Death is a man’s job? I don’t think so. There’s a reason why women live longer than men- me. I’m the Grim Reaper. I have been collecting souls since the inception of humankind. You all thought I was a man, right? Typical.
I have been a member of the Evil League of Evil for over a hundred years, the only original member still ticking. (Being the bringer of death does come with a few perks.)
A sight for dead eyes?
At the League’s annual convention this year, the body of one of our own was discovered. While the departing dead are all in a day’s work for me, murder amongst members goes against league codes. Hence, rowdy accusations and seedy discoveries commenced. The heinous was made hilarious, and, eventually, the mystery was solved to everyone’s satisfaction.
My fellow league members may be evil, but I am death.
I won the award for best female costume and received an honorable mention for best female acting. If dressing drably and being crabby makes you eligible for a prize, I should have won something really prestigious back in the Dark Ages.
Thanks Renae and Nathan for hosting a witty and wicked thriller!
It has been months since our halls boomed with the incantations of witches, but the late arrival of a post on the subject is fitting because Jason and I were slower eradicating Halloween this year than ever before. Usually, our crows and maggots are stored away prior to Christmas, but it’s February, and they were only just barely caged. Yes, this year, much more than others, our party experienced some lags.
This year, Jason and I dressed as Victorian circus performers. I was Marvelous Mabel, Tightrope Walker Extraordinaire, and Jason was Leopold Leotard the Great.
Knowing we would be in Europe for half of October, Jason and I wisely started our party preparations extra early. Then, in a momentarily lapse into idiocy, we decided to transform our basement into a wizarding world, a process that required new props and the imaginative rethinking of space. Why this year of all years? Floating candles don’t just float themselves into existence. (Do I need to roll for a sanity check?) Thankfully, we had some transformation help. Over the years, decorating for our event has almost become an event in of itself. On an evening or Saturday afternoon, friends gather and catch up over pizza and creepy scene setters. The conversations are lively, and the assistance is enlivening. This year, Adam even popped in from Washington to put up a few cobwebs; bedecking our spooky halls is that thrilling. Thanks Lee, Drew, Simone, Jacob, Rowley, Adam, and Keith for lending us some of your mystical brainpower and pushpin skills!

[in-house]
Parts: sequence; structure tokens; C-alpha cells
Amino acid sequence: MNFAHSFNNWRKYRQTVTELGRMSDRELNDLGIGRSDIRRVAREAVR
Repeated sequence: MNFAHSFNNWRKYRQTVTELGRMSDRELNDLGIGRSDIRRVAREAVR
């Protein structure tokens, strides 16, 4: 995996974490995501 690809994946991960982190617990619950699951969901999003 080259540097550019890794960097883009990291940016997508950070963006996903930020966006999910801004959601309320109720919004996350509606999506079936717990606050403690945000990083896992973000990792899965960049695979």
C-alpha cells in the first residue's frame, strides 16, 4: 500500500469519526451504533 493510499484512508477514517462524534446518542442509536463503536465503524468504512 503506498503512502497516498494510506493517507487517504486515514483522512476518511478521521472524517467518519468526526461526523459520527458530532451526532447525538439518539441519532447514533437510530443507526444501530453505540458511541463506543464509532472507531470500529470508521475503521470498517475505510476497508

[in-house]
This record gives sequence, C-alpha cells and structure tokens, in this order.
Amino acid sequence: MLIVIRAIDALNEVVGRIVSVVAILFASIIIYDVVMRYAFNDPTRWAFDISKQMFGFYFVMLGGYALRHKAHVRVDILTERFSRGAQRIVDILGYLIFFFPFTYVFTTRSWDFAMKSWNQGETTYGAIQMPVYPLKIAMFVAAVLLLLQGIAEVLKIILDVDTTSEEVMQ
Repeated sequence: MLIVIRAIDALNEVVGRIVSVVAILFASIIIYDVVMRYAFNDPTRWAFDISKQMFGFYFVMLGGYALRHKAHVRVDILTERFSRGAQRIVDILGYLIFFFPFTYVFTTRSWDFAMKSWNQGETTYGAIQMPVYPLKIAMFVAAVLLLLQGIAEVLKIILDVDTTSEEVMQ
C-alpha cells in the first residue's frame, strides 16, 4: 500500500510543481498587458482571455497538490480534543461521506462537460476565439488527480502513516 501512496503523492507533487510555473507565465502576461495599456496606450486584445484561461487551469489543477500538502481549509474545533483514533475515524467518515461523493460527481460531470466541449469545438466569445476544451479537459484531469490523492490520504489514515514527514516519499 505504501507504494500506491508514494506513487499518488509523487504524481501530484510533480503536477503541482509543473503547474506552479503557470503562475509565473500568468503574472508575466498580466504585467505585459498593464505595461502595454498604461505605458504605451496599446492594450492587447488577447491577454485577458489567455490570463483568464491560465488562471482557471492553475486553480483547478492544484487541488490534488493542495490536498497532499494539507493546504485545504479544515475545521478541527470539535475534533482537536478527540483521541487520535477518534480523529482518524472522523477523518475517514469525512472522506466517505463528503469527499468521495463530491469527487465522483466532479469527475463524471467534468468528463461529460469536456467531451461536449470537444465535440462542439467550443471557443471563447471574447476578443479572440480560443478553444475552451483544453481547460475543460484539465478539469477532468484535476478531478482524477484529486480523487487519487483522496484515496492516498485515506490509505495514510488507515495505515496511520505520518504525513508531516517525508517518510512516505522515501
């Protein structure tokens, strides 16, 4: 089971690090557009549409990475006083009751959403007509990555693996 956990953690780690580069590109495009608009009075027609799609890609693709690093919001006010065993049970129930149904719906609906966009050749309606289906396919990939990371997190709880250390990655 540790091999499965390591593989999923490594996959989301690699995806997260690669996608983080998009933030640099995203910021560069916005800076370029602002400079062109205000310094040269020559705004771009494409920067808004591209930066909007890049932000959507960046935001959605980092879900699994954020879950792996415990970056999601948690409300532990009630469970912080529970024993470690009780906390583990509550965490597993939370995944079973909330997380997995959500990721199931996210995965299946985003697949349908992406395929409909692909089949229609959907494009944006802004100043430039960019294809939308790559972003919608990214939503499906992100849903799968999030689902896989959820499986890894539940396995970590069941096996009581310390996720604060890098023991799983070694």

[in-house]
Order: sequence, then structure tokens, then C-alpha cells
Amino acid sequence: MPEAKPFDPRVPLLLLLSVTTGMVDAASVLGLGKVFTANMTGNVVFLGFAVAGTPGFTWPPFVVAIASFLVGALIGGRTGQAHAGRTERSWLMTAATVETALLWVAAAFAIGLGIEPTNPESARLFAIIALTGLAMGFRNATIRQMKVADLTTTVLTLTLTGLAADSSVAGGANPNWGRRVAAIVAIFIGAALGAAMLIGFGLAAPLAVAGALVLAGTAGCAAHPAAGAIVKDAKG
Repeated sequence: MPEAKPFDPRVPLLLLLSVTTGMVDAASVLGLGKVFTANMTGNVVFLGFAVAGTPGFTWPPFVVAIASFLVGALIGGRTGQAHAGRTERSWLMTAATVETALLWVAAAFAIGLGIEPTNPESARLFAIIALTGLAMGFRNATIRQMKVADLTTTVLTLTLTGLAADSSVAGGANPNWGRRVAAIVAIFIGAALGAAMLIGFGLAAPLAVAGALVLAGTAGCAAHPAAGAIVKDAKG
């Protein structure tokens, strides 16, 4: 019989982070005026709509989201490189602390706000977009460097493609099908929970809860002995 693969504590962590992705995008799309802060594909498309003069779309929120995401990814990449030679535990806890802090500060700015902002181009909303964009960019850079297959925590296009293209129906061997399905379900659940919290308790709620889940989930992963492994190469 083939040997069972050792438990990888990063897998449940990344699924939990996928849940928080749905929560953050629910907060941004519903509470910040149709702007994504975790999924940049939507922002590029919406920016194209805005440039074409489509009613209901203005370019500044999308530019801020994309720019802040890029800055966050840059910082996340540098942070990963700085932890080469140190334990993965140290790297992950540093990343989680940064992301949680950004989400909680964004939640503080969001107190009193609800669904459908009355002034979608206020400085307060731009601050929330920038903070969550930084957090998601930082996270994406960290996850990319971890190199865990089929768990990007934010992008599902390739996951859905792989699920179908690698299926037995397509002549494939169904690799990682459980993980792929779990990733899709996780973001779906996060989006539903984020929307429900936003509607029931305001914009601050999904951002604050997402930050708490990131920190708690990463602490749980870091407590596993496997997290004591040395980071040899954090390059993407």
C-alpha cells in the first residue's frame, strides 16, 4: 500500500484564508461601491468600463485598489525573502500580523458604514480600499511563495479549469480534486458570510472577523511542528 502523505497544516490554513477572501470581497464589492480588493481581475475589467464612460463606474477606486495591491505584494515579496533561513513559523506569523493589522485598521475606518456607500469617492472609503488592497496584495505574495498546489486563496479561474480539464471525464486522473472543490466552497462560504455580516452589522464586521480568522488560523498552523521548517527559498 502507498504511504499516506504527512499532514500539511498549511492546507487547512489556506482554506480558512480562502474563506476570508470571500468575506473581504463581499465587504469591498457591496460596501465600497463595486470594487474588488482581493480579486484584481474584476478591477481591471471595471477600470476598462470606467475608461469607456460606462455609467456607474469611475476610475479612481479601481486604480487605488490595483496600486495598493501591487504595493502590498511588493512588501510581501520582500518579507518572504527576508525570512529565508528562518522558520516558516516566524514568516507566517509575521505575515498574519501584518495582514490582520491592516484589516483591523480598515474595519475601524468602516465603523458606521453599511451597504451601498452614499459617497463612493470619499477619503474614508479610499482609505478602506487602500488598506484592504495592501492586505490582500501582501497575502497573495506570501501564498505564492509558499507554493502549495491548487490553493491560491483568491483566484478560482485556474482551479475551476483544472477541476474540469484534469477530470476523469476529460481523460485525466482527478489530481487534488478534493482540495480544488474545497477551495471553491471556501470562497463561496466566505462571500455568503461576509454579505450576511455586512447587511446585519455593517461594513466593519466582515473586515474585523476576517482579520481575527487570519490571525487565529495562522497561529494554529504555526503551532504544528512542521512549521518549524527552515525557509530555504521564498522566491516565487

Constructing floating candles out of toilet-paper, paper-towel, and wrapping-paper tubes sounds like a short task- it wasn’t.
Jason and I attempted to recreate Hogwarts’ charmed ceiling by painting a long strip of gossamer.
Beyond the hefty task of decorating, fashioning the favors for our party always represent a different type of challenge. Trying to guess the correct combination of adult, teenager, and kid gifts needed is difficult. So, this year, Jason and I opted to give our guests plenty of options from which to pick what they favored, with some appealing to multiple age groups. We assembled 36 kid bags, 12 wizard wands, 24 gothic toiletries, and 20 tween grabs.
The adult favors this year were gothic toiletries from The Bubbling Cauldron, which I dressed up in black.
It was Jason’s brilliant idea to tie the tween bags with rope nooses.
Jason and I arrived home from Europe only days before our get-together. We had pretty severe jet lag the night of our party, so we almost nodded off while tallying the costume contest votes. It’s kind of comical having 85 guests in your house while you can barely stay awake.
We created a selfie spot for Azkaban’s most wanted.
Professional photos are available at our event, so attendees can capture their magnificent costumes.
Not everything was more complicated this year though. Dinky Donuts took some of the common headaches out of catering for us. Their desserts were hot, fresh, and yummy. Better yet, this food truck arrived on time and was ready to handle orders precisely when anticipated. Yeah! That’s a first for our food-truck luck.
The Bingo table is always packed with players.
The preferred craft this year was customizable Harry-Potter-themed potion necklaces- a Rachel original.
Cleaning up the piles of cups and sticky crumbs after our shindig also went much quicker than normal thanks to some kind helpers. Benson, Rowley, Milo, Drew, and Simone all pitched in. You know you’ve mastered the universe when He-Man vacuums your house for you.
We added shelves to a wall and topped them with all the makings of great magic.